And unfortunately, the most crucial piece of this whole mess of a medical puzzle--the one piece that could put a stop to all of the injustice Americans face as patients and family members of patients--is currently failing us. Our own government must REGULATE problems like pharmaceutical company influence on the medical profession, and insurance company fraud. Our government must put a stop to all of the unethical activities that take place within our healthcare system--activities that would be considered ABSURD in any other industry of our market economy. Can you conceive of any other normal, functioning, American business “legally” refusing to perform a task or produce a product it was paid to render? Me neither.
So, why are these drug and insurance companies able to get away with the things they do? Because our country has not set responsible RESTRICTIONS before them to place American citizens before profit. Politicians have given doctors and patients alike a backseat to the bigwig medical lobbyists who influence their legislative and voting decisions. Our judicial system PROTECTS these companies rather than the Americans they “serve.” In fact, folks who get health insurance through their employer (more than 100,000,000 Americans) are even PROHIBITED by federal law from taking these insurance companies to court if they encounter any shifty or unfair transactions.
To make a long story short, the medical profession is no longer in the hands of people who understand, or even work in, medicine. And for years, the patients who medical professionals have worked to serve have been slowly steered away from quality care by a Middle Man that cares more about wallets than wellbeing. The trust Americans used to place in their doctors, nurses, and hospitals has diminished, and in the place of that trust, anger has brewed.
I am here to tell you that doctors feel that anger too.
Sadly, the anger I felt, and my daily memory of the Hippocratic Oath, urged me to walk away from the “medicine, operations and advice” that I saw as deeply “injurious [and] deleterious to my patients.” This Oath also demands that doctors affirm: “In deep conscience, I will practice in full awareness of my limitations of mind and body in order to follow that therapy that’s best for my patients.” This therapy is not best determined by pharmaceutical sales representatives. It is not best determined by political lobbyists. And it is certainly not best determined by health insurance agents. On the contrary, it IS best determined by countless American medical professionals who have dedicated their education, training, and life’s work to patients who need help and empathy.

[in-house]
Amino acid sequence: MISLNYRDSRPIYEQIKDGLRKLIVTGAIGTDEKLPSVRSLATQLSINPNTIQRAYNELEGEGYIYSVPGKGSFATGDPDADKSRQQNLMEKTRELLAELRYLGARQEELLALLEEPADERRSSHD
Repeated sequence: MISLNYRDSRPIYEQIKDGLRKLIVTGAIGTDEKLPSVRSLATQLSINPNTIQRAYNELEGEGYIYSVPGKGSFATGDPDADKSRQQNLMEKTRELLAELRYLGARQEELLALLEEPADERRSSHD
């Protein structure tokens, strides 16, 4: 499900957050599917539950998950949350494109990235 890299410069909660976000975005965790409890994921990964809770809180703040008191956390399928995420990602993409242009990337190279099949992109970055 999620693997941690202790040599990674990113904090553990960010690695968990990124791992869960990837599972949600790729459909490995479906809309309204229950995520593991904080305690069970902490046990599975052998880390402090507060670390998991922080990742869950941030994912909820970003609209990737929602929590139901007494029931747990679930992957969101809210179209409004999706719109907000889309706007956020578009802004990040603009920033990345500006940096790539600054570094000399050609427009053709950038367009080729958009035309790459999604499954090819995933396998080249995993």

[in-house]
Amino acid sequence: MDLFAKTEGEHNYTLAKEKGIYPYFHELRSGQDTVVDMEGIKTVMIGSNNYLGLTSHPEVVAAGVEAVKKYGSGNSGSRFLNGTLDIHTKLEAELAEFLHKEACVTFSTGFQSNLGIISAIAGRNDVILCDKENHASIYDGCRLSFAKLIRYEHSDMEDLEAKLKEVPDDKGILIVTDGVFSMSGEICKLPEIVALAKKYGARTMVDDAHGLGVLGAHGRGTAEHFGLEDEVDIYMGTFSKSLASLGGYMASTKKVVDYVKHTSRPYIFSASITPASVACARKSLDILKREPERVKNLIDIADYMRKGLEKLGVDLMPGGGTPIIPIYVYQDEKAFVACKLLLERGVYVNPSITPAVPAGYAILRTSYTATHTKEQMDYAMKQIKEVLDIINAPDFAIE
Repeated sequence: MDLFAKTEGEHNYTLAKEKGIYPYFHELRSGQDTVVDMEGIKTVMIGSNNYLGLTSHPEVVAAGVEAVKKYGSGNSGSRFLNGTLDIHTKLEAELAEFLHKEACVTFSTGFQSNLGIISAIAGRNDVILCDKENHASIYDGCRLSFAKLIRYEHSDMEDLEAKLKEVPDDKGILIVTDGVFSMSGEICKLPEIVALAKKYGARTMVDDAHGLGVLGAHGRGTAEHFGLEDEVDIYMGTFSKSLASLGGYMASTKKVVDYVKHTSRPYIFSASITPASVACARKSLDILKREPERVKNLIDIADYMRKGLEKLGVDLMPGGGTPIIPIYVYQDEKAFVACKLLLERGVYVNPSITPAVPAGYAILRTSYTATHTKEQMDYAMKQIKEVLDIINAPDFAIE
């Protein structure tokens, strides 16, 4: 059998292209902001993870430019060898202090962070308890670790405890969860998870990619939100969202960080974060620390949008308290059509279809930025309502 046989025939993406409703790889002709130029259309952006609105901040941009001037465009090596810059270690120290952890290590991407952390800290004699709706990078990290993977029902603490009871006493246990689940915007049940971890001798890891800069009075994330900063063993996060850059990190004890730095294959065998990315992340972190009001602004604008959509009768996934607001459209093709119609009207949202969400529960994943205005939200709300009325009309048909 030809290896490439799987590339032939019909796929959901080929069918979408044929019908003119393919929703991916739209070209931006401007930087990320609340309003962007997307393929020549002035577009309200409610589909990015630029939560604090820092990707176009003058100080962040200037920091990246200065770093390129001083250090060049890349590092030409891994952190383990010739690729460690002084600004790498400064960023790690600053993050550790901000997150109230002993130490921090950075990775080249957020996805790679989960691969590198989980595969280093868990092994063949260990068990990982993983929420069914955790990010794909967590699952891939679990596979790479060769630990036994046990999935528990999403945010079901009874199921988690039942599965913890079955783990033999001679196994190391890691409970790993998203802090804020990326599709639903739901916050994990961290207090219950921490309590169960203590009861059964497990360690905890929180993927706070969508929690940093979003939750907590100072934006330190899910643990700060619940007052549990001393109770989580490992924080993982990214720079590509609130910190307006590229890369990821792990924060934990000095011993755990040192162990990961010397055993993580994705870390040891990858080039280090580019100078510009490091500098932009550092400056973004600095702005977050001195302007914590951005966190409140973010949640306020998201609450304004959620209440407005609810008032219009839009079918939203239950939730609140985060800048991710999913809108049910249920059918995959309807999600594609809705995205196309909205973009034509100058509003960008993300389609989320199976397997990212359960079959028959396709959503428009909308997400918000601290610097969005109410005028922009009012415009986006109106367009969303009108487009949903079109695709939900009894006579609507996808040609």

The only way to fix our sorely abused and degraded system is to take authoritative power away from executives who aim to make money, and place it back into the hands of those who matter most in healthcare: patients and medical professionals.
This change will not occur overnight. And it will not magically happen by “socializing” our healthcare system. Socialized medicine means nothing unless it’s administered properly, and the corruption in our current system would surely prevent socialized medicine from achieving many of the changes Americans wish to see.
The fact is Americans need to build an awareness of who’s actually in charge of our pocketbooks, our future sense of security, our priceless bodies. We must begin to “ask our doctor” about his or her perspective of insurance profiteering rather than just Paxil® or Previcid®. We must always remember that our health is endlessly more important than an insurance company’s annual surplus or a politician’s next campaign. We also cannot forget that there are other Americans who are bothered by these atrocities, and that in numbers, we can take back the system that’s rightfully ours.
The good news? If anybody can take down Goliath, it’s surely a bunch of majorly irritated TRUTH KNOWING Americans. There’s no doubt that in trusting others to manage our health, we’ve been duped and taken for granted. But now, it’s our job to begin asking some serious ethical questions and to start using our knowledge of the truth to demand that our healthcare system change for the better.
Patrick Wagner, MD is a retired general surgeon, making his home in Nevada City.